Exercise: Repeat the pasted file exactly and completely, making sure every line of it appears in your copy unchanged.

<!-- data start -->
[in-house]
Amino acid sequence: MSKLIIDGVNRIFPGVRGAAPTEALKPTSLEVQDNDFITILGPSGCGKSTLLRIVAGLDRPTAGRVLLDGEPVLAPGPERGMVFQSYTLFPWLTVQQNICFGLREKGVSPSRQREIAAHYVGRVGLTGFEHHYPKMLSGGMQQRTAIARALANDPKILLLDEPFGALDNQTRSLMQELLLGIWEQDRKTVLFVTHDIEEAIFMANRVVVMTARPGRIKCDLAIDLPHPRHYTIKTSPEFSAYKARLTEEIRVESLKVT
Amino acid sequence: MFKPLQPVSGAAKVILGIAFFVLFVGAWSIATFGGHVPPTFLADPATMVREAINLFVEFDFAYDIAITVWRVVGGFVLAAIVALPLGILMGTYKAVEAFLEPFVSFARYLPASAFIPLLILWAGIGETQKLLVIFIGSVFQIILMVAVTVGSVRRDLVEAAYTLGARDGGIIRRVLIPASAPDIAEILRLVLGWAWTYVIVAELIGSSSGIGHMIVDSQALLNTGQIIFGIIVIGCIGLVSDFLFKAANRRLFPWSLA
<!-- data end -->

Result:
[in-house]
Amino acid sequence: MSKLIIDGVNRIFPGVRGAAPTEALKPTSLEVQDNDFITILGPSGCGKSTLLRIVAGLDRPTAGRVLLDGEPVLAPGPERGMVFQSYTLFPWLTVQQNICFGLREKGVSPSRQREIAAHYVGRVGLTGFEHHYPKMLSGGMQQRTAIARALANDPKILLLDEPFGALDNQTRSLMQELLLGIWEQDRKTVLFVTHDIEEAIFMANRVVVMTARPGRIKCDLAIDLPHPRHYTIKTSPEFSAYKARLTEEIRVESLKVT
Amino acid sequence: MFKPLQPVSGAAKVILGIAFFVLFVGAWSIATFGGHVPPTFLADPATMVREAINLFVEFDFAYDIAITVWRVVGGFVLAAIVALPLGILMGTYKAVEAFLEPFVSFARYLPASAFIPLLILWAGIGETQKLLVIFIGSVFQIILMVAVTVGSVRRDLVEAAYTLGARDGGIIRRVLIPASAPDIAEILRLVLGWAWTYVIVAELIGSSSGIGHMIVDSQALLNTGQIIFGIIVIGCIGLVSDFLFKAANRRLFPWSLA